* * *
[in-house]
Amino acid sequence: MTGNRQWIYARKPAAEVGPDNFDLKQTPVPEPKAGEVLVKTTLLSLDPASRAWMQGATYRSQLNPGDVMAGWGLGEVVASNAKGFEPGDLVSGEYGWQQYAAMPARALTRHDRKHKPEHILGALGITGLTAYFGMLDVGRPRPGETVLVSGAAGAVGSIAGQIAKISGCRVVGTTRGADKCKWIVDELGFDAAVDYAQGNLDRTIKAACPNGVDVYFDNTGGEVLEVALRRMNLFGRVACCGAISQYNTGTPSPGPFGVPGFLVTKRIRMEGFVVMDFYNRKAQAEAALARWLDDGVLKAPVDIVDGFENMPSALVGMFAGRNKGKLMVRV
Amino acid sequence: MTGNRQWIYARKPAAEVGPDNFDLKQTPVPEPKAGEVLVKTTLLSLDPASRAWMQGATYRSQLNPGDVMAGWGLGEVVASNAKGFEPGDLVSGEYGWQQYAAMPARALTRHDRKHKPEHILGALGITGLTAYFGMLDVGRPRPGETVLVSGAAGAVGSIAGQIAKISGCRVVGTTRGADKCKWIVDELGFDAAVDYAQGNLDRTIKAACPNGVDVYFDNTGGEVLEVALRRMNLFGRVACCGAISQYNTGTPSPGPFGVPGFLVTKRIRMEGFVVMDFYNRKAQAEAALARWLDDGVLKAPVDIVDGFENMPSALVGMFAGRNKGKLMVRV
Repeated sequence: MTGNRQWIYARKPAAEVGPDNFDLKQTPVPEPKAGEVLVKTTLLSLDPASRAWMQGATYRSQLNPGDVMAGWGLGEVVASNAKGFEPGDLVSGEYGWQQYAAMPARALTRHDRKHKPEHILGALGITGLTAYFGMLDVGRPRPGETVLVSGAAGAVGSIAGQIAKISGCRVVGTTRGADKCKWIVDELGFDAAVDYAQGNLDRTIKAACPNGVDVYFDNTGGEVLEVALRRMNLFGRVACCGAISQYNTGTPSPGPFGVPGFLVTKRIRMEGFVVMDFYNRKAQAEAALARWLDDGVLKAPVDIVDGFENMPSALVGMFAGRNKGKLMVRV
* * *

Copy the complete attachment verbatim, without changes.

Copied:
[in-house]
Amino acid sequence: MTGNRQWIYARKPAAEVGPDNFDLKQTPVPEPKAGEVLVKTTLLSLDPASRAWMQGATYRSQLNPGDVMAGWGLGEVVASNAKGFEPGDLVSGEYGWQQYAAMPARALTRHDRKHKPEHILGALGITGLTAYFGMLDVGRPRPGETVLVSGAAGAVGSIAGQIAKISGCRVVGTTRGADKCKWIVDELGFDAAVDYAQGNLDRTIKAACPNGVDVYFDNTGGEVLEVALRRMNLFGRVACCGAISQYNTGTPSPGPFGVPGFLVTKRIRMEGFVVMDFYNRKAQAEAALARWLDDGVLKAPVDIVDGFENMPSALVGMFAGRNKGKLMVRV
Amino acid sequence: MTGNRQWIYARKPAAEVGPDNFDLKQTPVPEPKAGEVLVKTTLLSLDPASRAWMQGATYRSQLNPGDVMAGWGLGEVVASNAKGFEPGDLVSGEYGWQQYAAMPARALTRHDRKHKPEHILGALGITGLTAYFGMLDVGRPRPGETVLVSGAAGAVGSIAGQIAKISGCRVVGTTRGADKCKWIVDELGFDAAVDYAQGNLDRTIKAACPNGVDVYFDNTGGEVLEVALRRMNLFGRVACCGAISQYNTGTPSPGPFGVPGFLVTKRIRMEGFVVMDFYNRKAQAEAALARWLDDGVLKAPVDIVDGFENMPSALVGMFAGRNKGKLMVRV
Repeated sequence: MTGNRQWIYARKPAAEVGPDNFDLKQTPVPEPKAGEVLVKTTLLSLDPASRAWMQGATYRSQLNPGDVMAGWGLGEVVASNAKGFEPGDLVSGEYGWQQYAAMPARALTRHDRKHKPEHILGALGITGLTAYFGMLDVGRPRPGETVLVSGAAGAVGSIAGQIAKISGCRVVGTTRGADKCKWIVDELGFDAAVDYAQGNLDRTIKAACPNGVDVYFDNTGGEVLEVALRRMNLFGRVACCGAISQYNTGTPSPGPFGVPGFLVTKRIRMEGFVVMDFYNRKAQAEAALARWLDDGVLKAPVDIVDGFENMPSALVGMFAGRNKGKLMVRV